Some Karl Barth humor

Yesterday, I commemorated the 40th anniversary of Barth’s death. Yet Christians know that death is not the end; we anticipate the joyful day of the resurrection of the body. Karl Barth, I think, anticipated that the kingdom of God will be a place filled with joy and laughter!

Humor and joy aren’t precisely the same thing, but as Prof. Migliore has argued (in his excellent little article entitled, “Karl Barth: Theologian with a Sense of Humor,“),  humor arises out of the partial presence of the Kingdom as we recognize that things still aren’t entirely as they should be. As Migliore puts it, “Joy will find its fulfillment in God’s new heaven and new earth; humor belongs to a world between the times.”  (See also Prof. Hunsinger’s article on Barth’s wit and wisdom)].

I especially liked Migliore’s insightful description of the nature of humor: 

Humor often arises from the experienced discrepancy between reality and appearance, from the distance between what we pretend we are and what others know us to be, or between what others imagine us to be and what we know of ourselves.

In the spirit of humor so described above, I attach below a couple of “Karl Barth photo mash-ups” which I offer as examples of the “experienced discrepancy between reality [the historical context of the original photos themselves] and appearance [how they could be mistakenly understood in humorous ways].”

Or maybe you can suggest some better captions??? Enjoy! 

Barth in America, 1962
Barth in America, 1962
Barth and M. L. King, Jr., 1962
Barth and M. L. King, Jr., 1962

4 thoughts on “Some Karl Barth humor

  1. Too funny, David! Did you do the photo mash-ups yourself?

    It’s easy to lose sight of the fact that these “great” ones who have gone before us, weren’t only scholars, theologians, etc, but people with families and social networks and birthday parties and festive meals and all manner of other celebrating and occasions where humor and light-heartedness would have opportunity to manifest.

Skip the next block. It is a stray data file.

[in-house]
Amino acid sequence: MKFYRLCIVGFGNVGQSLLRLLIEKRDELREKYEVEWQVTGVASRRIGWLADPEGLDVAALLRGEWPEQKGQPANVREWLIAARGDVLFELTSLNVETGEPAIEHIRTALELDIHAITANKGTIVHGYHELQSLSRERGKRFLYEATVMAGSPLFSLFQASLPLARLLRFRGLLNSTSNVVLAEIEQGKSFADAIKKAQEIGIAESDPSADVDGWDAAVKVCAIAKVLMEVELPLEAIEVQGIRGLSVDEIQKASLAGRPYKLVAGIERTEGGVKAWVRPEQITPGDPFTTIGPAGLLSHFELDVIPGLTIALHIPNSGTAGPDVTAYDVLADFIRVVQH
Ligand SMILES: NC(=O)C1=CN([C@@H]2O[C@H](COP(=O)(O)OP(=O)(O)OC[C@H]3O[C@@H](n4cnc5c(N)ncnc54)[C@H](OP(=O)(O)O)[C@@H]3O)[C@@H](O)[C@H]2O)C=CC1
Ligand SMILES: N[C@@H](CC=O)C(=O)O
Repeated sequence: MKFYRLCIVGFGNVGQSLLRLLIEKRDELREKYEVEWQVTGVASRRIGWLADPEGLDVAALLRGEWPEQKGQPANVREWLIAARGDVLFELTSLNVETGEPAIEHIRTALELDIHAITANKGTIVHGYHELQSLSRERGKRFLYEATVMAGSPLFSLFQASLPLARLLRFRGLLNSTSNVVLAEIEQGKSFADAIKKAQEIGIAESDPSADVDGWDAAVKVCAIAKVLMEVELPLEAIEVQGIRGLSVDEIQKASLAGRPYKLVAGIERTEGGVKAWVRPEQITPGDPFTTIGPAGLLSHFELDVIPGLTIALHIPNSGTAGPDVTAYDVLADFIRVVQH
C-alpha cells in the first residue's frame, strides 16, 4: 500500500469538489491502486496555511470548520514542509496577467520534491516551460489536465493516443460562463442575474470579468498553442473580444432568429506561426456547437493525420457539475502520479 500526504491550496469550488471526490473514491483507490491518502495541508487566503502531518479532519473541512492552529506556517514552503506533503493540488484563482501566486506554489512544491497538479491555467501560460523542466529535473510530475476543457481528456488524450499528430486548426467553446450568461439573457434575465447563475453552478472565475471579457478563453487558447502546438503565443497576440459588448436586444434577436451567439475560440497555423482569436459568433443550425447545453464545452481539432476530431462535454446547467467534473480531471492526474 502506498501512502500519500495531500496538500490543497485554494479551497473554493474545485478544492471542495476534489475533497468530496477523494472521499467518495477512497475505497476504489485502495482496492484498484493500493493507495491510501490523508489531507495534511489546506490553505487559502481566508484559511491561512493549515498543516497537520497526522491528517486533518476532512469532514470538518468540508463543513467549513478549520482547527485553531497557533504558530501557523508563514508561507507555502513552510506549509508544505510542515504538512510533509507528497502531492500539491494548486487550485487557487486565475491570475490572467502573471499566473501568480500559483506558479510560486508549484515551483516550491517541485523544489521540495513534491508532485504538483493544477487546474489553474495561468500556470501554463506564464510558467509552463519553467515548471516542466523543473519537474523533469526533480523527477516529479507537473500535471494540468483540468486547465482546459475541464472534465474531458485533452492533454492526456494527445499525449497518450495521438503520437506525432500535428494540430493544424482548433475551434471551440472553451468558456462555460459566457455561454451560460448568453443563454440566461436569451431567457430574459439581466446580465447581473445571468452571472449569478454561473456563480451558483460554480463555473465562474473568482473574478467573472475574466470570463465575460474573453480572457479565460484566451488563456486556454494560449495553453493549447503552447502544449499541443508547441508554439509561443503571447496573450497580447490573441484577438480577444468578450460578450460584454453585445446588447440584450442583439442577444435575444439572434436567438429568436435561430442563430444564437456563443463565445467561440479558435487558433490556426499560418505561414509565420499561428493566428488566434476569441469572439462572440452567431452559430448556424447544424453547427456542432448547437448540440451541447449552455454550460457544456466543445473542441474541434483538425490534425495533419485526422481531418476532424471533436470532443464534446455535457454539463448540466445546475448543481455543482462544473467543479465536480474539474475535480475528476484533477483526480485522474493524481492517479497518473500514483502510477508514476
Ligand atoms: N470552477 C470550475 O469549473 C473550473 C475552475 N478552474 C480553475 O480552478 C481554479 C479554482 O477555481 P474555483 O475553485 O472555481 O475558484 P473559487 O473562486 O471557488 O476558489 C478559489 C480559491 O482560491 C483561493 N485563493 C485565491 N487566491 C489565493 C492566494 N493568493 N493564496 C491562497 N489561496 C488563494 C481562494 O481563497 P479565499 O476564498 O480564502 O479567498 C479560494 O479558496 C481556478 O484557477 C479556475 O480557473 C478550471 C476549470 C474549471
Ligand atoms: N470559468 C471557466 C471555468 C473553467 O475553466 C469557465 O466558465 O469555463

I’m with Mr. Barth, that heaven is surely place a place filled with joy and laughter!

    I think you can have humor without joy, but if you have joy, you will have humor, too.

  2. Yes, Kathy, I did them myself.

    But imagine this: A friend of mine said that they likely wouldn’t fly in the Globe and Mail. As if most G&M readers wouldn’t catch the allusion to Van Til! 😉

  3. I laughed at these – they were good.

    Humour is a strange thing. We just had the Panic Squad come to our church Christmas banquet and that caused me to reflect on the nature of humour. Migliore’s description that you quoted above is dead-on. The humour that the Panic Squad relied on most was the discrepancy between what you’d expect and what happened. For example, they’d act in such a way as to lead the crowd on – we all thought they were going to do “this”, but then they did or said “that”. And after a second of shock, we all laughed!

    For me, humour from guys like Barth always catches me off-guard. Really? A crusty old German guy like you can make a funny?! Hah hah hah! And I laugh all the harder. Maybe that’s because, like Kathy says above, I forget that the great ones are human too.


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